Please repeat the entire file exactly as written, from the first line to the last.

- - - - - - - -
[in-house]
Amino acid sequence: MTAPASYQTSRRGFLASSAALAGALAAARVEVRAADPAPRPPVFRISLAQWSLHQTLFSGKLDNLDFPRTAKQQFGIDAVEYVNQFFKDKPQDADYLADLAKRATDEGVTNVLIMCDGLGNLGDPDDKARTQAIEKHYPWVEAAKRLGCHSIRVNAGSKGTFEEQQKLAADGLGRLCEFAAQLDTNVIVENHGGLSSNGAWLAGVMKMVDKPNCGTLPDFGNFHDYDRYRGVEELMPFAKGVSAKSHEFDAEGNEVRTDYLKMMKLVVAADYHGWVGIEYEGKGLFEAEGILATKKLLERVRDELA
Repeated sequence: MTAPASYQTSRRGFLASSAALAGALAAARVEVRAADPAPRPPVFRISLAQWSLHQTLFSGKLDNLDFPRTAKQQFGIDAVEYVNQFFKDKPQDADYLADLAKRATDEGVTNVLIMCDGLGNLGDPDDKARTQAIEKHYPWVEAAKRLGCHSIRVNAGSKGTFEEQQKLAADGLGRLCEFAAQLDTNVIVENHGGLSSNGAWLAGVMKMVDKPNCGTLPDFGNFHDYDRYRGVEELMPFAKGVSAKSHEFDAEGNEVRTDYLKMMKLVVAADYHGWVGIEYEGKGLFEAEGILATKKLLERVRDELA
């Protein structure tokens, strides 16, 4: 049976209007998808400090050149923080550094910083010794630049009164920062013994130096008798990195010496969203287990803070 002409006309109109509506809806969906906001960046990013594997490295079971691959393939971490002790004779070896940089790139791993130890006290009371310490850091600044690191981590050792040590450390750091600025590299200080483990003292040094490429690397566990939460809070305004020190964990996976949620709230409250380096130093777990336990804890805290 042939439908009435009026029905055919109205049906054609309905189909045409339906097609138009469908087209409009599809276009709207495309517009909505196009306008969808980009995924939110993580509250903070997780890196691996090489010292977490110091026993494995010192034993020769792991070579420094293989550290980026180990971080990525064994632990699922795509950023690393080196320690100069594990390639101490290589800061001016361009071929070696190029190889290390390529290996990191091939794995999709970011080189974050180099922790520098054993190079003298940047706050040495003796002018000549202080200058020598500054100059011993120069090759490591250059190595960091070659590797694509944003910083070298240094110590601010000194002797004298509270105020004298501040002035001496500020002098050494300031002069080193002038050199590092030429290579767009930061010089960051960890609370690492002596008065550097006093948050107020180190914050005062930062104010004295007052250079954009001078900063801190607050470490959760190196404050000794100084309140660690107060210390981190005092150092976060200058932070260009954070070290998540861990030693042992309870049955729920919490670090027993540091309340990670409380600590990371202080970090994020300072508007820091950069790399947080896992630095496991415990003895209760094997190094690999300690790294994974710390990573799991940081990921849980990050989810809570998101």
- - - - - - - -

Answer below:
[in-house]
Amino acid sequence: MTAPASYQTSRRGFLASSAALAGALAAARVEVRAADPAPRPPVFRISLAQWSLHQTLFSGKLDNLDFPRTAKQQFGIDAVEYVNQFFKDKPQDADYLADLAKRATDEGVTNVLIMCDGLGNLGDPDDKARTQAIEKHYPWVEAAKRLGCHSIRVNAGSKGTFEEQQKLAADGLGRLCEFAAQLDTNVIVENHGGLSSNGAWLAGVMKMVDKPNCGTLPDFGNFHDYDRYRGVEELMPFAKGVSAKSHEFDAEGNEVRTDYLKMMKLVVAADYHGWVGIEYEGKGLFEAEGILATKKLLERVRDELA
Repeated sequence: MTAPASYQTSRRGFLASSAALAGALAAARVEVRAADPAPRPPVFRISLAQWSLHQTLFSGKLDNLDFPRTAKQQFGIDAVEYVNQFFKDKPQDADYLADLAKRATDEGVTNVLIMCDGLGNLGDPDDKARTQAIEKHYPWVEAAKRLGCHSIRVNAGSKGTFEEQQKLAADGLGRLCEFAAQLDTNVIVENHGGLSSNGAWLAGVMKMVDKPNCGTLPDFGNFHDYDRYRGVEELMPFAKGVSAKSHEFDAEGNEVRTDYLKMMKLVVAADYHGWVGIEYEGKGLFEAEGILATKKLLERVRDELA
């Protein structure tokens, strides 16, 4: 049976209007998808400090050149923080550094910083010794630049009164920062013994130096008798990195010496969203287990803070 002409006309109109509506809806969906906001960046990013594997490295079971691959393939971490002790004779070896940089790139791993130890006290009371310490850091600044690191981590050792040590450390750091600025590299200080483990003292040094490429690397566990939460809070305004020190964990996976949620709230409250380096130093777990336990804890805290 042939439908009435009026029905055919109205049906054609309905189909045409339906097609138009469908087209409009599809276009709207495309517009909505196009306008969808980009995924939110993580509250903070997780890196691996090489010292977490110091026993494995010192034993020769792991070579420094293989550290980026180990971080990525064994632990699922795509950023690393080196320690100069594990390639101490290589800061001016361009071929070696190029190889290390390529290996990191091939794995999709970011080189974050180099922790520098054993190079003298940047706050040495003796002018000549202080200058020598500054100059011993120069090759490591250059190595960091070659590797694509944003910083070298240094110590601010000194002797004298509270105020004298501040002035001496500020002098050494300031002069080193002038050199590092030429290579767009930061010089960051960890609370690492002596008065550097006093948050107020180190914050005062930062104010004295007052250079954009001078900063801190607050470490959760190196404050000794100084309140660690107060210390981190005092150092976060200058932070260009954070070290998540861990030693042992309870049955729920919490670090027993540091309340990670409380600590990371202080970090994020300072508007820091950069790399947080896992630095496991415990003895209760094997190094690999300690790294994974710390990573799991940081990921849980990050989810809570998101």